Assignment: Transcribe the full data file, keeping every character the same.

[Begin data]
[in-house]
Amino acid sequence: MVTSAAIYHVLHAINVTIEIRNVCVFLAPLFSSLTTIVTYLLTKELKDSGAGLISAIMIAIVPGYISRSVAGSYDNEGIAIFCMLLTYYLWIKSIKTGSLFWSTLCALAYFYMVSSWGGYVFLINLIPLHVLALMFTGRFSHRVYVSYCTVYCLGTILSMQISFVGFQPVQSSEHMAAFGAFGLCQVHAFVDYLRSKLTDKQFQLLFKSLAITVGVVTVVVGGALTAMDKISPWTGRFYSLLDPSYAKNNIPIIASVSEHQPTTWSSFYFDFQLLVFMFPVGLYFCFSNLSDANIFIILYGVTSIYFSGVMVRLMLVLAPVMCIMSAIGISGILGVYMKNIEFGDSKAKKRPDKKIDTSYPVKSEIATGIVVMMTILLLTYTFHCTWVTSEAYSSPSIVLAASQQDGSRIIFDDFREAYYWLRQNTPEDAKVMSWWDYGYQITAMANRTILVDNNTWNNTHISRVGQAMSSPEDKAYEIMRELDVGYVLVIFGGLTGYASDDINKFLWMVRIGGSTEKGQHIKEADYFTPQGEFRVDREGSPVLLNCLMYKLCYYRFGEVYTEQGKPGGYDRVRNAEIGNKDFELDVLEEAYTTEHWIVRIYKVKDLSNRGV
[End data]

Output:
[in-house]
Amino acid sequence: MVTSAAIYHVLHAINVTIEIRNVCVFLAPLFSSLTTIVTYLLTKELKDSGAGLISAIMIAIVPGYISRSVAGSYDNEGIAIFCMLLTYYLWIKSIKTGSLFWSTLCALAYFYMVSSWGGYVFLINLIPLHVLALMFTGRFSHRVYVSYCTVYCLGTILSMQISFVGFQPVQSSEHMAAFGAFGLCQVHAFVDYLRSKLTDKQFQLLFKSLAITVGVVTVVVGGALTAMDKISPWTGRFYSLLDPSYAKNNIPIIASVSEHQPTTWSSFYFDFQLLVFMFPVGLYFCFSNLSDANIFIILYGVTSIYFSGVMVRLMLVLAPVMCIMSAIGISGILGVYMKNIEFGDSKAKKRPDKKIDTSYPVKSEIATGIVVMMTILLLTYTFHCTWVTSEAYSSPSIVLAASQQDGSRIIFDDFREAYYWLRQNTPEDAKVMSWWDYGYQITAMANRTILVDNNTWNNTHISRVGQAMSSPEDKAYEIMRELDVGYVLVIFGGLTGYASDDINKFLWMVRIGGSTEKGQHIKEADYFTPQGEFRVDREGSPVLLNCLMYKLCYYRFGEVYTEQGKPGGYDRVRNAEIGNKDFELDVLEEAYTTEHWIVRIYKVKDLSNRGV